1. Well I have spent some 3 weeks in Taiwan (compared to 1,5 years over 6 winter seasons on rural Hokkaido) and solely judging by the looks, the people I have met, those you just see at the street or you deal with in shops and cafes etc., they all looked way happier to me then anyone I have ever met in Japan (except of some drunk as a rule salarymen at Susukino bars…). Actually even common people in Shanghai looked happier to me….

        1. Heh, that’s funny because Hokkaido is one of the happier places I’ve been in Japan. Although it might’ve just been the people I met. They seemed less uptight than those in other parts of the country (Osaka being an exception).

          I should probably make another trip to Taiwan once this plague subsides.

  12. Japanese people feel a certain amount of satisfaction from suffering. They feel an even greater amount of satisfaction from showing others how they have suffered. That being said, I do often still miss living in Japan (lived there for about 20 years before returning to the US last April); but, I am not sure if I could live there full time again. I’m just not into the suffering pissing contest.

    1. How has your repatriation gone? After 20 years in Japan, I’d imagine you suffered quite a bit of culture shock. I’d love to hear your impressions.

      (Of course, I realize a lot has changed due to the coronavirus, as it has in Japan.)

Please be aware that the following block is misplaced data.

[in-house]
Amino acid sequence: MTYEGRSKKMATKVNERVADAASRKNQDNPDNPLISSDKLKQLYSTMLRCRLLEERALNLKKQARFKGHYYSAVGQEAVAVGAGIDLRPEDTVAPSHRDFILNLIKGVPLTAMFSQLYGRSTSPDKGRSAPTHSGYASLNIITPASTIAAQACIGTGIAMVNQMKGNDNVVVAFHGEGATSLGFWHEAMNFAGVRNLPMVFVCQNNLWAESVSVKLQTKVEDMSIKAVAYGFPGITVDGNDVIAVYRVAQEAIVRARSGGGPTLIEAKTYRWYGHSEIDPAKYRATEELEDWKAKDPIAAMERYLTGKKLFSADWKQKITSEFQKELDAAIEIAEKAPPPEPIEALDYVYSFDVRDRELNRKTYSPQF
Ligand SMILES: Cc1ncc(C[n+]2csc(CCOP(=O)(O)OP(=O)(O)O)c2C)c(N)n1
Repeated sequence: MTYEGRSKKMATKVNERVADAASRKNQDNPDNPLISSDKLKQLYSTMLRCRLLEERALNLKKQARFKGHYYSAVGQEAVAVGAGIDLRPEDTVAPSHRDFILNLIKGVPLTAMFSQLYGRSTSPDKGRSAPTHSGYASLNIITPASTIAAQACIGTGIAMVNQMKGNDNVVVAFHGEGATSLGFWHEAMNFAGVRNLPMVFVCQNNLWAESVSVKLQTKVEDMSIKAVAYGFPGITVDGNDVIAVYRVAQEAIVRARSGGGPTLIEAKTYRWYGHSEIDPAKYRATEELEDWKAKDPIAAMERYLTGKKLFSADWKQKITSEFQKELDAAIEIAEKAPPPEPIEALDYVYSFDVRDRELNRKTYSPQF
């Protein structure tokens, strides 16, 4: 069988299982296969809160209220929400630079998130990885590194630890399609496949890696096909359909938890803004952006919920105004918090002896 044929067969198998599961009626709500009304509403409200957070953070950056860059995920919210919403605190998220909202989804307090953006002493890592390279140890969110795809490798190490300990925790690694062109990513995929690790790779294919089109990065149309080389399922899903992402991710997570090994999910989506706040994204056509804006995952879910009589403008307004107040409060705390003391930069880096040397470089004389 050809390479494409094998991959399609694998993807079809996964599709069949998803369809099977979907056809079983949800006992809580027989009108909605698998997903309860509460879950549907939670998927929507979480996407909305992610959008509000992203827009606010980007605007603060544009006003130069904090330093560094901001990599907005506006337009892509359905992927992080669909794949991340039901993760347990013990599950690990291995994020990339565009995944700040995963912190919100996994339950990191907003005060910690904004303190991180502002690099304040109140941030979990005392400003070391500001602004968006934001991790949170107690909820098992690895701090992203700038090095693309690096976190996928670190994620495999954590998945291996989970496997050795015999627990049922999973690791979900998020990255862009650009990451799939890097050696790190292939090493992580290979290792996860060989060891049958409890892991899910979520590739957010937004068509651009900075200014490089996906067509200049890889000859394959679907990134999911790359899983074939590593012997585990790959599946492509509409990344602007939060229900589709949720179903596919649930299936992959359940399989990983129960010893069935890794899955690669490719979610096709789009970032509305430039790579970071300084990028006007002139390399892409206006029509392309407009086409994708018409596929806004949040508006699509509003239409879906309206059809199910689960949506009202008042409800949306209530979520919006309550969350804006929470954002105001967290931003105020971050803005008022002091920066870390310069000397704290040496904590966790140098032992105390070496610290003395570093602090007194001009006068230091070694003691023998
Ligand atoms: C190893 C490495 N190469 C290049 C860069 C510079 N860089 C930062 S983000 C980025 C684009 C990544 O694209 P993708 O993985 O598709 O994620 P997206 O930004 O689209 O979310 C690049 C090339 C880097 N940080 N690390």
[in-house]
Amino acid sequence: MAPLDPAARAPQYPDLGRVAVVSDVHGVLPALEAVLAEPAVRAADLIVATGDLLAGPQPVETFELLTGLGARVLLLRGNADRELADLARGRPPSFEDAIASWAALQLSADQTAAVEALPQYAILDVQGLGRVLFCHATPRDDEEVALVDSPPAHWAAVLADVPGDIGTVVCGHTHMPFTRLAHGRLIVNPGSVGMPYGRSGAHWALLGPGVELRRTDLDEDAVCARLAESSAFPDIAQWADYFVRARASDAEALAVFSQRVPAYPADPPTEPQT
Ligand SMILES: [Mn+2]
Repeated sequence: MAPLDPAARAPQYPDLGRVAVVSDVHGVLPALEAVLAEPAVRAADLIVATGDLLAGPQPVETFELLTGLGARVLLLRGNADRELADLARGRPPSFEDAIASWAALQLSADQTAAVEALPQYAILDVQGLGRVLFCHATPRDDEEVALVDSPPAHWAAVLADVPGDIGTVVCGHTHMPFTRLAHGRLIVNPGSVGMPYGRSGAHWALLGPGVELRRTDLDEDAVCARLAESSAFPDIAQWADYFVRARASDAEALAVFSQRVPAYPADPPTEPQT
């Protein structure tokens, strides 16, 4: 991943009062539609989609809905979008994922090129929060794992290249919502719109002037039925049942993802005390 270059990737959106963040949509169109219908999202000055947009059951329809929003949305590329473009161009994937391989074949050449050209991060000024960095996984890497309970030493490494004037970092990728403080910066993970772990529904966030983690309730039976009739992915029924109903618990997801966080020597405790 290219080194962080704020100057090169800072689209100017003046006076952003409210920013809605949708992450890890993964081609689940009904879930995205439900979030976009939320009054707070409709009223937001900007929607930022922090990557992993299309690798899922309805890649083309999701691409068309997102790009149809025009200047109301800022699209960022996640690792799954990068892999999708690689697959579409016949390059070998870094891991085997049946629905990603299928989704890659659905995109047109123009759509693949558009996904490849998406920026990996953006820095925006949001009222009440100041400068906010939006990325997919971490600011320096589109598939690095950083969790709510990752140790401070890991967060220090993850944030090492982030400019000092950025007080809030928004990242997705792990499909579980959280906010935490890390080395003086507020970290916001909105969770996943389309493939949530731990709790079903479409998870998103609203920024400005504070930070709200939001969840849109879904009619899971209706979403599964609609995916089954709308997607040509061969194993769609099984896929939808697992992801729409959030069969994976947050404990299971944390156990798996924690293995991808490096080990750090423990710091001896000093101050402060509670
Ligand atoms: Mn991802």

1. To be honest it’s been hard. My life in Japan was so settled and easy. There were things that I loved doing and wasn’t growing tired of. However, I had an opportunity to come back and thought that this was perhaps my last chance to come back while I was still young enough to build a life here and reconnect with family and friends I’d left behind. I came back at the absolute worst time. My big plan was to move to NYC and make new friends and have a fun life. NYC was not doing well when I showed up. I ended up moving back to my hometown in suburban Chicago. Working in America is much more stressful than working in Japan, because you’re no longer a gaijin and have no excuse. Now, having said all of the above, I don’t regret having come back. I’ve reconnected with my family and friends as planned. I’ve settled into work. I’ve lived in Chicago, NYC and Miami. I’ve made new friends. It was a hard transition, but I’m doing it. Also, I’ve developed a bit of a new outlook on both Japan and America. Basically, if you look at America from a macro, big picture, media-driven view, it appears to be a country of complete jerks who are horrible to each other. But when you live here day to day, you find that almost everyone you meet is super nice and friendly. As for Japan, you just reverse the above.

        1. “if you look at America from a macro, big picture, media-driven view, it appears to be a country of complete jerks who are horrible to each other. But when you live here day to day, you find that almost everyone you meet is super nice and friendly. As for Japan, you just reverse the above.”

          Interesting. That’s been my observation as well. It’s astonishing how much the media representation of a country can differ from the reality.

          Thanks for the insights.

  13. You know, some times, when I go back to wondering what my life would have been like if I had gone through with my original plan of getting a University English degree and then moving to Japan to teach English, I come here and see just how lucky I was that I never was able to go through with that. What a terrible terrible life I would be living right now.

    So many foreigners like myself, when talking about Japan, are all taking part in some kind of collective nostalgia of a life they’ve never lived in a country they were never a part of and never visit. The people who actually go and live in Japan always seem to have the same kind of horror stories.

    You’re doing us all a crucial service.